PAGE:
How being a Bahá’í shaped my life

Each week someone from a different religion explains what they believe in. Here Barney Leith explain

My mother was greatly concerned when I became a Bahá’í that I had been sucked into some kind of cult. She rushed over to Cambridge and I introduced her to some of my new Bahá’í friends. Greatly relieved by the ‘normality’ of the Bahá’ís, she was happy to accept my choice of religion and remained supportive of this until the end of her life.

The whole of my adult life has been shaped by my faith as a Bahá’í. What’s central, I think, is the understanding that pervades Bahá’u’lláh’s writings – which form the main part of the Bahá’í holy texts – that humankind is one family, that there is only one God, whose essence is unknowable to us but whose characteristics or attributes we know through the lives and teachings of the prophets and messengers of God. We’re thinking here of Abraham, Zarathustra, Moses, Jesus, Krishna, Buddha, Muhammad, the Báb, Bahá’u’lláh, amongst others.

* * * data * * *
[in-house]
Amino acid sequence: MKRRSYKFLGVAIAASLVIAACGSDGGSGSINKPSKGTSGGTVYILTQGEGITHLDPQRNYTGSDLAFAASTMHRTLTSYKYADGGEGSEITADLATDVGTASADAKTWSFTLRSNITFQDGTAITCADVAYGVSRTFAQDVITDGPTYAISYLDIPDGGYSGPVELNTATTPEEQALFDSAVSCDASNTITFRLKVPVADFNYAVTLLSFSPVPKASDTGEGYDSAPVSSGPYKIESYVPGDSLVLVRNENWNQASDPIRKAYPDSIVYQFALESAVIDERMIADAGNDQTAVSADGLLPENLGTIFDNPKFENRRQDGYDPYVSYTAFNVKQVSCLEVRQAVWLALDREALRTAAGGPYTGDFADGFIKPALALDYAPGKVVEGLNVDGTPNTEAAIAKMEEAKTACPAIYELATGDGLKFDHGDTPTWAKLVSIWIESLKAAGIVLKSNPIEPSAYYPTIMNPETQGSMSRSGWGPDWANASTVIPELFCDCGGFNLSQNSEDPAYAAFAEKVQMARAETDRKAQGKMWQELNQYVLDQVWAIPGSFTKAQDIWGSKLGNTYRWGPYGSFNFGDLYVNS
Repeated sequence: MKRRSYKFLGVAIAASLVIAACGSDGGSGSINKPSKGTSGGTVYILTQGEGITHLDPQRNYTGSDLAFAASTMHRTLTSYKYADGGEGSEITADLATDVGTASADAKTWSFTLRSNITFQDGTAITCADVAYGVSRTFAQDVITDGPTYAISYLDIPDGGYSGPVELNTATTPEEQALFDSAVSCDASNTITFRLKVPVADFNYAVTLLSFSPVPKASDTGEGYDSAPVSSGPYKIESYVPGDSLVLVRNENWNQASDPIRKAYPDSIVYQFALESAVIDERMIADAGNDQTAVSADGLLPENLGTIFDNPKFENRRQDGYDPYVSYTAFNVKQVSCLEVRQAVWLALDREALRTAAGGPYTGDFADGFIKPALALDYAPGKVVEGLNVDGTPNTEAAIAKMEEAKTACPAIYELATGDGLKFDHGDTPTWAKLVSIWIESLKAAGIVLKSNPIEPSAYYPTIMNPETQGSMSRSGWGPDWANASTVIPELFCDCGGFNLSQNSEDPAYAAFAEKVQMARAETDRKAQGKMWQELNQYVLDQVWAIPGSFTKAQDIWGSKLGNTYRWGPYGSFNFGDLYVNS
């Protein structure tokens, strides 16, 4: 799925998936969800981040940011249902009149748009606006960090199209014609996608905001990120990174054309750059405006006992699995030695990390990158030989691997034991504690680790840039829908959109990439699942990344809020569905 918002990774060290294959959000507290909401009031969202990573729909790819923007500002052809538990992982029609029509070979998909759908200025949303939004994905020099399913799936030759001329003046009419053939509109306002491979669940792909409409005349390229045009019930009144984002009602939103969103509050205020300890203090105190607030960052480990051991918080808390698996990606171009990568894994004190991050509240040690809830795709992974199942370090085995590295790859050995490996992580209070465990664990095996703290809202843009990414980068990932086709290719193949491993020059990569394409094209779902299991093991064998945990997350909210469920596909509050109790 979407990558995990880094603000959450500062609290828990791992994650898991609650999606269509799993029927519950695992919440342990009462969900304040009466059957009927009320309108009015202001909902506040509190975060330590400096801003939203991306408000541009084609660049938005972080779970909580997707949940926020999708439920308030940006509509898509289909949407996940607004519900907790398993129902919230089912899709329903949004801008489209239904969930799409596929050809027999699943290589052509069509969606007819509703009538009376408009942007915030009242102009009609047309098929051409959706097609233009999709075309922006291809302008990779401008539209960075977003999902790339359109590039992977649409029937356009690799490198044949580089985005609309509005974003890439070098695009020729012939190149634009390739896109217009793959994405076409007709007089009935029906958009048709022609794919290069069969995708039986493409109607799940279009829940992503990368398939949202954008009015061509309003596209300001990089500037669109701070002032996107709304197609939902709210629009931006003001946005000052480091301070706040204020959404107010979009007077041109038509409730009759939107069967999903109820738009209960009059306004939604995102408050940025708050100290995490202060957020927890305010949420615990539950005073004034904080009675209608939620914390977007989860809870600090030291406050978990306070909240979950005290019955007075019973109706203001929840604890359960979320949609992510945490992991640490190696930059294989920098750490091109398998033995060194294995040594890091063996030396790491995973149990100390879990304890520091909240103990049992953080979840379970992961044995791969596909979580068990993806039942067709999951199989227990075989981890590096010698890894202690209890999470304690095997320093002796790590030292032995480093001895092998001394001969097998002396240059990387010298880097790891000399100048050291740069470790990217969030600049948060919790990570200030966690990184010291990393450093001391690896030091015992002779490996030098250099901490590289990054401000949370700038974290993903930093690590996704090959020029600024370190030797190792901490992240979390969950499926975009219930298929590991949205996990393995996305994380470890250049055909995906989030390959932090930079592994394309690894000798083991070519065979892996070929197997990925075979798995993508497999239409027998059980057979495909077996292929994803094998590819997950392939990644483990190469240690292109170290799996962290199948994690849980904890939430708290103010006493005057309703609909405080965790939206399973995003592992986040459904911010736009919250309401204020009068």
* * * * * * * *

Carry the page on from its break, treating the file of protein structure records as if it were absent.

Bahá’u’lláh claims to be the latest in an ancient line of what he sometimes calls Divine Physicians, those whom God has empowered to diagnose and treat the world’s sickness in each age.

Notably Bahá’u’lláh explicitly disclaims finality for his own revelation.
Bahá’u’lláh asks us to focus on the needs of our time and not to look backwards. For Bahá’u’lláh, the process of divine revelation is a progressive one, impelling humankind forward from our collective ‘childhood’, through the current stage of our collective ‘adolescence’, to the time when humankind as a whole will be spiritually mature and adult.

Right now, we’re in that spotty, rambunctious, adolescent stage, full of conflict, not knowing whether we still want to be children or to be fully grown-up.